Introducing the Farallon Yellowstart
September 13, 2020
In mid-August, most of the summer seabird crew departed and welcomed the fall migration crew. While there are still some seabirds nesting on the island, which we’ll continue to monitor, in the fall our research priorities shift toward monitoring the migrants on and around the island including bats, birds, cetaceans (dolphins and whales), pinnipeds (seals and sea lions), and white sharks. Our first couple of weeks were filled with wild weather such as unexpected lightning storms that later sparked the SCU Complex fires in the Bay Area, fog limiting visibility to a quarter of a mile, and howling northwest winds. But at the end of August, the winds subsided and shifted to the southeast, the fog lifted to overcast, and the nocturnally migrating songbirds that found themselves over the ocean discovered refuge on the Farallon Islands.
During the first couple of weeks, land bird diversity was mostly limited to nine Eurasian Collared Doves, but between August 29 and September 5, we saw 62 land bird species and 12 shorebird species on the island. Highlights included a Sora, a Long-billed Curlew , a Gray Flycatcher, an Eastern Kingbird, two Black-throated Sparrows, a Blackburnian Warbler, a Chestnut-sided Warbler, a Prairie Warbler, three Canada Warblers, and a Blue Grosbeak. In addition to these rarities, for the first time in many years, we saw large numbers of Olive-sided Flycatchers, Western Wood-Pewees, Yellow Warblers, and Wilson’s Warblers.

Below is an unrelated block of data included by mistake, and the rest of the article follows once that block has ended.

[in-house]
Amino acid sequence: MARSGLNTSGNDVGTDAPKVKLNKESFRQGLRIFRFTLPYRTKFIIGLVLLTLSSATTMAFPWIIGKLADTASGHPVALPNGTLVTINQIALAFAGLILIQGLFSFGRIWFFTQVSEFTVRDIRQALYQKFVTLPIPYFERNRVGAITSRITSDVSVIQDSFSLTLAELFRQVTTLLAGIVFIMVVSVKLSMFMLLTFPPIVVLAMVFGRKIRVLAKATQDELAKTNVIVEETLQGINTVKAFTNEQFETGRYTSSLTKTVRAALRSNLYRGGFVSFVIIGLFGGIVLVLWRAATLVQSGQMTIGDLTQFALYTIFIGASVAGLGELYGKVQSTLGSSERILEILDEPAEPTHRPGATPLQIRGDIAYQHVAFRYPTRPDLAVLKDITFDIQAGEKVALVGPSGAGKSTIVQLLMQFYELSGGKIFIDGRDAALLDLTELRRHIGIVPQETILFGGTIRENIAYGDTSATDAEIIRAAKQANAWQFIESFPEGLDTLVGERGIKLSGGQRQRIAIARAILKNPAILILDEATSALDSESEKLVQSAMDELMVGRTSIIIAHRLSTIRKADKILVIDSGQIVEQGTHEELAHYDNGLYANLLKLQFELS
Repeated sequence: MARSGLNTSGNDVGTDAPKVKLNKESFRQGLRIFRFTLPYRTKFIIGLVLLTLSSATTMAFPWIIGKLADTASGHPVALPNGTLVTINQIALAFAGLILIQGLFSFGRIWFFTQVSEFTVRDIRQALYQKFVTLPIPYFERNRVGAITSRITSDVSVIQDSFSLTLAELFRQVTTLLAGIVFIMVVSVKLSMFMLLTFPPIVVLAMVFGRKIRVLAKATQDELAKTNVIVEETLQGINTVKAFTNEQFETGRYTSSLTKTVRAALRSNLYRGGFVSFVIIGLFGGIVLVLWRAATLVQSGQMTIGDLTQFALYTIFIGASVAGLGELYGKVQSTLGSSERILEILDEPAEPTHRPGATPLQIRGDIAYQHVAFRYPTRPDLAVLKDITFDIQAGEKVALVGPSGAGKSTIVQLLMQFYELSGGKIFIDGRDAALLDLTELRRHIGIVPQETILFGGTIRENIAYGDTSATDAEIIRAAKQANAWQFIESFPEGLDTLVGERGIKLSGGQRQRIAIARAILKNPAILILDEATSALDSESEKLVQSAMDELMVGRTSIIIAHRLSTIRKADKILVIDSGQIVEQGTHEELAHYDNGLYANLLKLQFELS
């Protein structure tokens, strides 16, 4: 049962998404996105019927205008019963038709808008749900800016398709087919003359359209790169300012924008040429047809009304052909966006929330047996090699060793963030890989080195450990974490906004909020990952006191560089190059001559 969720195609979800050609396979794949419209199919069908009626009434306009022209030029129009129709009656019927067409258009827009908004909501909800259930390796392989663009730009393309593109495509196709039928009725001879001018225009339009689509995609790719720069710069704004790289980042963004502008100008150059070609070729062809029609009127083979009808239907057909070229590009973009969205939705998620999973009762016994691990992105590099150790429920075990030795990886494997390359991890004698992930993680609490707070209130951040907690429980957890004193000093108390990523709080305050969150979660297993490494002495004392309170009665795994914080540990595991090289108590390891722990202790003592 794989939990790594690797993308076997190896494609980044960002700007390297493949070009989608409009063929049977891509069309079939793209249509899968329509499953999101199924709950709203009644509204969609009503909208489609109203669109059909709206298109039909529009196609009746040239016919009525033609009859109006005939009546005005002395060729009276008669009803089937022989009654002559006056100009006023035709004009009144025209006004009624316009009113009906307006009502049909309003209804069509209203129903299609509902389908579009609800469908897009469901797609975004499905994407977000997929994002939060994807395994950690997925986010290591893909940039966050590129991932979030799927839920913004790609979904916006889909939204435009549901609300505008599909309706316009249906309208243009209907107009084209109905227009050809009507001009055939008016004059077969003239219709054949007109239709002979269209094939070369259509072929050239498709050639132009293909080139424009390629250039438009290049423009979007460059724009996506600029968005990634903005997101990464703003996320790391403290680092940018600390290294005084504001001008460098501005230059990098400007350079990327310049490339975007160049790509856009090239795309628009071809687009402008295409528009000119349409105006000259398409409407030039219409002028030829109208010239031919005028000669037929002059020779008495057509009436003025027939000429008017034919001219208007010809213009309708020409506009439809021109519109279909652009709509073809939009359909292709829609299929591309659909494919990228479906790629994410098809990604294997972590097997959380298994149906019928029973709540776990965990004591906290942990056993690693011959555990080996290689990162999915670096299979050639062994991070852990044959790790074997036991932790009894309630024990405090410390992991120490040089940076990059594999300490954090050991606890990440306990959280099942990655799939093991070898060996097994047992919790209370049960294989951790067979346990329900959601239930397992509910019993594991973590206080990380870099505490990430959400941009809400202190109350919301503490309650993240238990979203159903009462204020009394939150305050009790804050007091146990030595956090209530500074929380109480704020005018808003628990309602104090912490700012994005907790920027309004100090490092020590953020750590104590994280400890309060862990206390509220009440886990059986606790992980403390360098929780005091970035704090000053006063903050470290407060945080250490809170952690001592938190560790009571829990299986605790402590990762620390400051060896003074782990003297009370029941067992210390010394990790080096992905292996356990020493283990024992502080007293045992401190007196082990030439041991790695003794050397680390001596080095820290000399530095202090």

The most exciting migrant to show up was found by resident research volunteer Evan Lipton, when he spotted a weird warbler flying from the Heligoland Monterey Pine to a small brush pile. The tail pattern strongly suggested American Redstart, but the bird appeared oddly pale. As it hopped into view and perched on a branch, the bird suddenly looked more like a chunky, big-headed, small-eyed Yellow Warbler. For a moment, Evan thought there might be two birds, but the brush pile was tiny, and on closer inspection, the two looks were clearly of the same individual. The mix of American Redstart and Yellow Warbler features suggested a hybrid individual. The only hitch is that hybridization has never been documented between these two species.
Thankfully the bird lingered around the island for three days giving the residents opportunity to photograph and capture the bird. The Farallon Yellowstart, as we’ve dubbed it, appears to be the first well-documented occurrence of this hybrid between Yellow Warbler and American Redstart, and we hope to confirm who the parents were by genotyping the feather samples we took.
After this exciting start to the season, we have returned to foggy days, and many of the land birds have departed to continue their migration elsewhere. Though once the fog lifts, we hope to see more migrants hopping about the rocks and filling the sparse vegetation on Southeast Farallon Island. As always, you can follow us on our eBird profile page, where we post daily lists of birds seen.